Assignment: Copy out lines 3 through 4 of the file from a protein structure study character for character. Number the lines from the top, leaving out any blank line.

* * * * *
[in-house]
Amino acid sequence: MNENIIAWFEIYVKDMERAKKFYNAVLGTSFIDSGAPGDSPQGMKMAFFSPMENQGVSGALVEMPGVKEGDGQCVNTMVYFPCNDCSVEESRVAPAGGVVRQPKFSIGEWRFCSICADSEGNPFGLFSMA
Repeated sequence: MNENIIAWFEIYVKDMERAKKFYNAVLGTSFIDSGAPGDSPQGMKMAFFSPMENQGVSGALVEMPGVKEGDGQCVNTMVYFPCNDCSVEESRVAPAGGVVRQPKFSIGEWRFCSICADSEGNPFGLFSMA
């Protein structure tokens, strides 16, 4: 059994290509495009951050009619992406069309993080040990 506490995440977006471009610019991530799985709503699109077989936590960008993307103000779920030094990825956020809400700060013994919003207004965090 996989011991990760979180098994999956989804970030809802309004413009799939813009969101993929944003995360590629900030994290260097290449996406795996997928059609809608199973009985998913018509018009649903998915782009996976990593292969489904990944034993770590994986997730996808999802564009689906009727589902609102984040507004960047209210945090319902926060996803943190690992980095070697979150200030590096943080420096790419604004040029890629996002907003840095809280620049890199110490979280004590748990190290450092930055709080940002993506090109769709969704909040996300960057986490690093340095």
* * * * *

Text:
Repeated sequence: MNENIIAWFEIYVKDMERAKKFYNAVLGTSFIDSGAPGDSPQGMKMAFFSPMENQGVSGALVEMPGVKEGDGQCVNTMVYFPCNDCSVEESRVAPAGGVVRQPKFSIGEWRFCSICADSEGNPFGLFSMA
């Protein structure tokens, strides 16, 4: 059994290509495009951050009619992406069309993080040990 506490995440977006471009610019991530799985709503699109077989936590960008993307103000779920030094990825956020809400700060013994919003207004965090 996989011991990760979180098994999956989804970030809802309004413009799939813009969101993929944003995360590629900030994290260097290449996406795996997928059609809608199973009985998913018509018009649903998915782009996976990593292969489904990944034993770590994986997730996808999802564009689906009727589902609102984040507004960047209210945090319902926060996803943190690992980095070697979150200030590096943080420096790419604004040029890629996002907003840095809280620049890199110490979280004590748990190290450092930055709080940002993506090109769709969704909040996300960057986490690093340095």